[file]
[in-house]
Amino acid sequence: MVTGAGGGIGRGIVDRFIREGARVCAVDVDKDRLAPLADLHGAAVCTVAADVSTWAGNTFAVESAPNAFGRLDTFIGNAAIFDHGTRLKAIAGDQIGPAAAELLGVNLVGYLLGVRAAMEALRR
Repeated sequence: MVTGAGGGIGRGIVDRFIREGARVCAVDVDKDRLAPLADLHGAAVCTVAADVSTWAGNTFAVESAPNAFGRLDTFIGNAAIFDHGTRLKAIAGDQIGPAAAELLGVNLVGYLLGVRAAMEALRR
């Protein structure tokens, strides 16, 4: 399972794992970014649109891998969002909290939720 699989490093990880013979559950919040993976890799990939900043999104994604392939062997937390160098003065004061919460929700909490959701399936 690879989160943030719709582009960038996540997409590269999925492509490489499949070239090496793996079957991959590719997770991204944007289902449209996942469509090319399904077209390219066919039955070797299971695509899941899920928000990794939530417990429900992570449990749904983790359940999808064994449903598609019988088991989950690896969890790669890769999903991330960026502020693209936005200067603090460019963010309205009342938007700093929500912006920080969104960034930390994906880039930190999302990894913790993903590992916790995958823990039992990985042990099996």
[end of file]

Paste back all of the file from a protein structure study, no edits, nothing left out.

[in-house]
Amino acid sequence: MVTGAGGGIGRGIVDRFIREGARVCAVDVDKDRLAPLADLHGAAVCTVAADVSTWAGNTFAVESAPNAFGRLDTFIGNAAIFDHGTRLKAIAGDQIGPAAAELLGVNLVGYLLGVRAAMEALRR
Repeated sequence: MVTGAGGGIGRGIVDRFIREGARVCAVDVDKDRLAPLADLHGAAVCTVAADVSTWAGNTFAVESAPNAFGRLDTFIGNAAIFDHGTRLKAIAGDQIGPAAAELLGVNLVGYLLGVRAAMEALRR
């Protein structure tokens, strides 16, 4: 399972794992970014649109891998969002909290939720 699989490093990880013979559950919040993976890799990939900043999104994604392939062997937390160098003065004061919460929700909490959701399936 690879989160943030719709582009960038996540997409590269999925492509490489499949070239090496793996079957991959590719997770991204944007289902449209996942469509090319399904077209390219066919039955070797299971695509899941899920928000990794939530417990429900992570449990749904983790359940999808064994449903598609019988088991989950690896969890790669890769999903991330960026502020693209936005200067603090460019963010309205009342938007700093929500912006920080969104960034930390994906880039930190999302990894913790993903590992916790995958823990039992990985042990099996």